- Quinnipiac men’s ice hockey closes out non-conference play with a 4-1 win over Holy Cross
- Dean departure
- Sleeping Giant State Park set to reopen in spring
- Spring spotlight
- Semester of self-care
- Shut down, but not sleeping
- Bill Kohlhepp steps down from his position as Dean of the College of Health Sciences
- Scammers strike again
- Land of the unfree
- If a movie could talk…
Best Kept Secrets: The Trail of Terror
Now that Halloween has truly arrived, the list of the best local haunts culminates with what is widely regarded as one of the best — and scariest — attractions in New England.
The Trail of Terror in nearby Wallingford has received acclaim from satisfied customers and critics alike, earning itself Connecticut Magazine’s “Best of 2008” seal, Fright Times Magazine’s “Best Outdoor Attraction” award, and more. Now in its 14th year of operation, the Trail, which is the masterpiece of Wayne Barneschi and his “Boo Crew,” has greatly expanded, featuring over 300 costumed actors in 30 unique scenes throughout the trail.
As the popularity of the Trail of Terror has grown, so has the line to get in, which sometimes has customers enduring four to five hour waits.
Despite the lengthy wait times, customers return year after year to walk the trail, which takes approximately forty-five minutes at its current size. Among the haunting displays throughout the trail are graveyards, morgues, orphanages and demented circuses, as well as some new additions such as the meat locker at the “Road Kill Café.”
The trail has been rated “47 skulls out of 50” in areas such as Scares, Special FX and Originality by visitors on the Web site of the Haunted House Association (hauntedhouseassociation.org), which serves as a directory for establishments that specialize in Halloween-themed events all over the U.S.
While the Trail of Terror may be a secret to some, Connecticut natives are likely to have visited this horror fest, or at least know someone who has. Freshman Amy Morozuk visited the trail last Halloween and she vividly recalls the terrifying experience.
“I remember when we got there we waited in line for like, three hours. At first, things just kept popping out at us, but then the further we got in, there were characters that were stationary, and we thought they weren’t real, and then they would scare you to death when you least expected it,” Morozuk said.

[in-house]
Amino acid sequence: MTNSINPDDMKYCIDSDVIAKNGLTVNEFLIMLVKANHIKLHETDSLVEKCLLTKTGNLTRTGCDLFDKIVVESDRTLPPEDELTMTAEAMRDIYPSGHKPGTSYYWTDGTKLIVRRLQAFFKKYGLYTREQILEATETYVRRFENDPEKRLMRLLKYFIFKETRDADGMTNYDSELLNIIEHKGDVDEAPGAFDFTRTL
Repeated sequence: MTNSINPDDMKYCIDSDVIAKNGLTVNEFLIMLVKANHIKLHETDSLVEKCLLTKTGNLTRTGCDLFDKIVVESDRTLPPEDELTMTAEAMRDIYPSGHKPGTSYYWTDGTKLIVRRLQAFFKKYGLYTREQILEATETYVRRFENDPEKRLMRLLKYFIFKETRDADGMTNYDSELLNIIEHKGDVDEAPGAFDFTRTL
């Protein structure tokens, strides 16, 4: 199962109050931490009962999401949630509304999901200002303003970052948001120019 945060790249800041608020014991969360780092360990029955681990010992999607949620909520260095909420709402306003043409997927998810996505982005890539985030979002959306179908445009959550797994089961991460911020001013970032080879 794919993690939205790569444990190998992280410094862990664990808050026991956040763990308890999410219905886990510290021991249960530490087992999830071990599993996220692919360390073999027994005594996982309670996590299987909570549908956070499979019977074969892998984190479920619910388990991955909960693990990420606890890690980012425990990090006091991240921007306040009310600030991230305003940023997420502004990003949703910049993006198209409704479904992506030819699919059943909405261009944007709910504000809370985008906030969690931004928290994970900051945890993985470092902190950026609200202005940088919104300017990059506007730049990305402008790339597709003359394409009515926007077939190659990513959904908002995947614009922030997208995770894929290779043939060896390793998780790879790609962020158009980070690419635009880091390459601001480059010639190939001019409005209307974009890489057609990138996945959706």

“There are characters in some scenes that you recognize from different movies, like the little girl from ‘The Exorcist,’ but the whole time you are walking through there are people in costumes following you around.”
The Trail of Terror is not your typical collapsible haunted house. Despite an operating season of roughly one month, a great deal of time and preparation goes into ensuring that customers will enjoy an authentically scary experience.
“You go some places, and you can just tell that they are sort of low-budget. Sometimes the props and stuff just aren’t that good,” Morozuk said. “But at this one, everything just seems real. Even the fake blood doesn’t look fake, and the actors are great, too. They seriously get into their characters.”
The numbers appear to reflect Morozuk’s feelings as a customer. During the last two seasons, the Trail was able to bring in $100,000 each year.
Barneschi and his staff donate 100 percent of their profits to the Red Cross, which might make it a little bit easier to dole out the $10 admission price. Tickets can now be purchased in advance online (trailofterror.com) to guarantee admission before it is sold out. So, for a dose of frightful fun, is the Trail of Terror worth it? Amy Morozuk and many other satisfied customers seem to think so.
“It is totally worth the wait and the price. I hope I get another chance to go this year,” Morozuk said.